Alternatively, the interleaver service 114 may send the long version of the content along with metadata designating both short and long segmentation, and the interleaver client application 342 on the client device 118 may determine whether to play the short version or the long version based on one or more factors (e.g., user preference, relevance, freshness, amount of content in the buffer 344, amount of content in the user's content queue 332 at the interleaver service 114, or the like). In one specific example, the interleaver client application 342 may determine to play the short version if the buffer 344 is full (e.g., over a threshold content size or number of clips), otherwise play the long version. While in the foregoing examples, two alternate segmentations (i.e., long and short) are described, in other examples, the content could include three or more segmentations.

While in the example of FIG. 5A, the series of frames constituting “Seg. 9” are contiguous and consecutive, in other examples the segments may be composed of multiple non-contiguous and/or non-consecutive frames or other portions of the content. Moreover, segments may be composed of portions of multiple different content streams (e.g., “Seg. 3” from FIG. 5A may be combined with “Seg. 2” from FIG. 5B to result in a new composite segment).

FIG. 5B illustrates an example in which content 500B comes from the source as a program or a continuous feed without predefined breaks and may be continuously segmented in substantially real time. The content 500B in this example does not include any predefined frames or other segments. In that case, the content may be segmented in a variety of ways. For instance, the content may be segmented manually (i.e., by manual editing by a human user), automatically via a variety of automated segmenting techniques, or by a semi-automatic or partially automated segmentation process. Whether manual, automatic, or semi-automatic, the content may be segmented based at least in part on audio of the content (when speaker starts/stops, when speaker mentions athlete, etc.), video of the content (when athlete enters field of view, when play begins/ends, etc.), and/or textual content (when athlete's name appears in images in the video or closed captioning) in or appended to the content (e.g., in metadata or tags). These and other segmenting approaches are described further below with reference to FIGS. 6 and 7.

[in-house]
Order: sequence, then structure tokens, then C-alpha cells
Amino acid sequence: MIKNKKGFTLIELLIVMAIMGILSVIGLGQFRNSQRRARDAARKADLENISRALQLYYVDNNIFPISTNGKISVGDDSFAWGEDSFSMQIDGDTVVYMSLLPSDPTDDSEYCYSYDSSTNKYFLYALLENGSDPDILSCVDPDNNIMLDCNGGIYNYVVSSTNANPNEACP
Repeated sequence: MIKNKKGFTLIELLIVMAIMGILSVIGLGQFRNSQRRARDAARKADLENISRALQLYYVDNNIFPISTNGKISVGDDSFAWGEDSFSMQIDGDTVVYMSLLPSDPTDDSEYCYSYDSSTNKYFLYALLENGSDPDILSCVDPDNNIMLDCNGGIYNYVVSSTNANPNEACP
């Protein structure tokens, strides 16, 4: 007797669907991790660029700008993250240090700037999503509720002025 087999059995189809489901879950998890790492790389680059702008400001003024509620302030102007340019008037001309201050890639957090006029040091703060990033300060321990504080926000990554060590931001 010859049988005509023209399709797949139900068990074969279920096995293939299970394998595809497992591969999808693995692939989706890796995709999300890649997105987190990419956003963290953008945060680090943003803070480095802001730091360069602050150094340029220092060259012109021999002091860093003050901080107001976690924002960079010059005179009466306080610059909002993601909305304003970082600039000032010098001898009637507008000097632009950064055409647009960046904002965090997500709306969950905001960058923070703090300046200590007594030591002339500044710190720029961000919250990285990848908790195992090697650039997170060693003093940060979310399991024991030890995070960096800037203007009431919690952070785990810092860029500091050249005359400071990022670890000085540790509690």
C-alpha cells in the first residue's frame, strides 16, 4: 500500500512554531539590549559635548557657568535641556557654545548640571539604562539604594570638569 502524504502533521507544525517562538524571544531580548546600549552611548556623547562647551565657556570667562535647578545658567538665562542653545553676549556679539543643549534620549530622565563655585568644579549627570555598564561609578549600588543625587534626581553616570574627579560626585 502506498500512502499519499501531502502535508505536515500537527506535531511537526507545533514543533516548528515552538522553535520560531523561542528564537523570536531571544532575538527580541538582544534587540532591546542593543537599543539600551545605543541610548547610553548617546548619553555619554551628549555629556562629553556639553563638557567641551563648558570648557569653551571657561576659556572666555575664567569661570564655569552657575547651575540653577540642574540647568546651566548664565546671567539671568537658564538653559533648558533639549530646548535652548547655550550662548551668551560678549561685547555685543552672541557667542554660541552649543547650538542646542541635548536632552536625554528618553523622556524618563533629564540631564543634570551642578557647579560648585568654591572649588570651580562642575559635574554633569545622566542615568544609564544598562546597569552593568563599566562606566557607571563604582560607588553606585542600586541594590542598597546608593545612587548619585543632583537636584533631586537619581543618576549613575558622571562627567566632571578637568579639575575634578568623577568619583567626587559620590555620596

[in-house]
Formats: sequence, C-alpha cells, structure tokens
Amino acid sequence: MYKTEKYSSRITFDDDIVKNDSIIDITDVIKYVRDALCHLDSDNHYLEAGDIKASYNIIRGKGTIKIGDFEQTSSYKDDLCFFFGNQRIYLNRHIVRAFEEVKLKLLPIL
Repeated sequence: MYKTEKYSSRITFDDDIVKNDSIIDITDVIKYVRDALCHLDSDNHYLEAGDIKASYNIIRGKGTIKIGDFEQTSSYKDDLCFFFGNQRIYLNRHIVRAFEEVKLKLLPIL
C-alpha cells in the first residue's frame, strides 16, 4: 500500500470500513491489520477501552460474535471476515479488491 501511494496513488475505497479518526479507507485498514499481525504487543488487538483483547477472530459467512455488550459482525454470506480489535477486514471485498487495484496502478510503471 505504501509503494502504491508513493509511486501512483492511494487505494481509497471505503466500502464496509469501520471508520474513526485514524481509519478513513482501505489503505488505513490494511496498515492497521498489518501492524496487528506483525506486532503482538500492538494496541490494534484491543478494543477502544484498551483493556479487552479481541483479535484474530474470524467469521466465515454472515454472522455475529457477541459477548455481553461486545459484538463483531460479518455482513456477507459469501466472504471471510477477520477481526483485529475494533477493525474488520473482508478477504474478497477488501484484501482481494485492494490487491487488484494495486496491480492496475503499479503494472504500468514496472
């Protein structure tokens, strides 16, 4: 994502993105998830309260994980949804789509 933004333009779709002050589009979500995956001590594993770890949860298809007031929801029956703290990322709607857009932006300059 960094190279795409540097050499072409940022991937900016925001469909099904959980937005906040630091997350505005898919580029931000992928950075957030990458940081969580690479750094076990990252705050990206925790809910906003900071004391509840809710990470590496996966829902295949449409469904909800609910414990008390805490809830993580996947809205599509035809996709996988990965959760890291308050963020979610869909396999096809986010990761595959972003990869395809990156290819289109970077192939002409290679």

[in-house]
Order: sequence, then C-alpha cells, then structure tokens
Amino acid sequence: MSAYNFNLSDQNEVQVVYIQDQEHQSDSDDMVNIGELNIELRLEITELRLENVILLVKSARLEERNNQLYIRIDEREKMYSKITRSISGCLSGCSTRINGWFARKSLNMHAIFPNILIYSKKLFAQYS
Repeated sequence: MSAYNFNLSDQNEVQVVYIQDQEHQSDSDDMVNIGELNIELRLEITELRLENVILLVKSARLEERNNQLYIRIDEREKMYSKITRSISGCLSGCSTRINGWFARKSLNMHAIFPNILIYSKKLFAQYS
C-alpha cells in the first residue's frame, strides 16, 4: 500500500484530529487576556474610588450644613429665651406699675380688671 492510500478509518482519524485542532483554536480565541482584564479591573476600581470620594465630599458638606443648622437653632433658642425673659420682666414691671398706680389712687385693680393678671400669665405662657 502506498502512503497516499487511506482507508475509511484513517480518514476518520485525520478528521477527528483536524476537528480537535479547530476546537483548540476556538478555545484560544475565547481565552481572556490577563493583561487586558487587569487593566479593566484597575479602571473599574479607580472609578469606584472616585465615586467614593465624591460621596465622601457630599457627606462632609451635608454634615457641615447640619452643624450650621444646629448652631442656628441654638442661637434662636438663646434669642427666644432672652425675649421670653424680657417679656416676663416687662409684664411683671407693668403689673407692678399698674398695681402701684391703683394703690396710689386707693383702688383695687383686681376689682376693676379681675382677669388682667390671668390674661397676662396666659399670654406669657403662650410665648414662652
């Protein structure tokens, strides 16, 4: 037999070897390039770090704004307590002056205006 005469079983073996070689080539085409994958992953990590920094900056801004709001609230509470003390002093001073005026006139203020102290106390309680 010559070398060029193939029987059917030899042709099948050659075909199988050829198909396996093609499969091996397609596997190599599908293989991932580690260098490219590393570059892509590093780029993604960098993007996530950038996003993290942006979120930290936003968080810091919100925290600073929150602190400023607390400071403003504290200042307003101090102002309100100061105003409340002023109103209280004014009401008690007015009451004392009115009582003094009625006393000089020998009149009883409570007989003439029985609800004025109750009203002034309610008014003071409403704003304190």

FIG. 5C illustrates an example in which content 500C comes from the source as individual discrete segments or blocks of content. The content 500C may come from the source as individual segments of arbitrary length, uniform length, or multiples (e.g., 2×) of a uniform length.

Regardless of the form of the incoming content and/or the segmenting approach employed, not all of incoming content is necessarily kept as a segment and/or some segments may be discarded. Further, in instances where the segments comprise metadata appended to or referencing the original content, not all portions of the original content need be designated as a segment. In either case, the result is that some portions of the original content (e.g., huddles, credits, commercials, etc.) may be not segmented or may be segmented and then discarded.

FIG. 6 is a schematic diagram illustrating an example of how content 600 may be segmented. Incoming content received by the interleaver service 114 may include audio, video, still images, closed captioning data, tags or and/or annotations. As mentioned above, the incoming content may be segmented based at least in part on audio of the content, video of the content, and/or textual content in or appended to the content. Content 600 represents an example content stream corresponding to a televised sporting event, which includes video 602, audio 604, and metadata 606.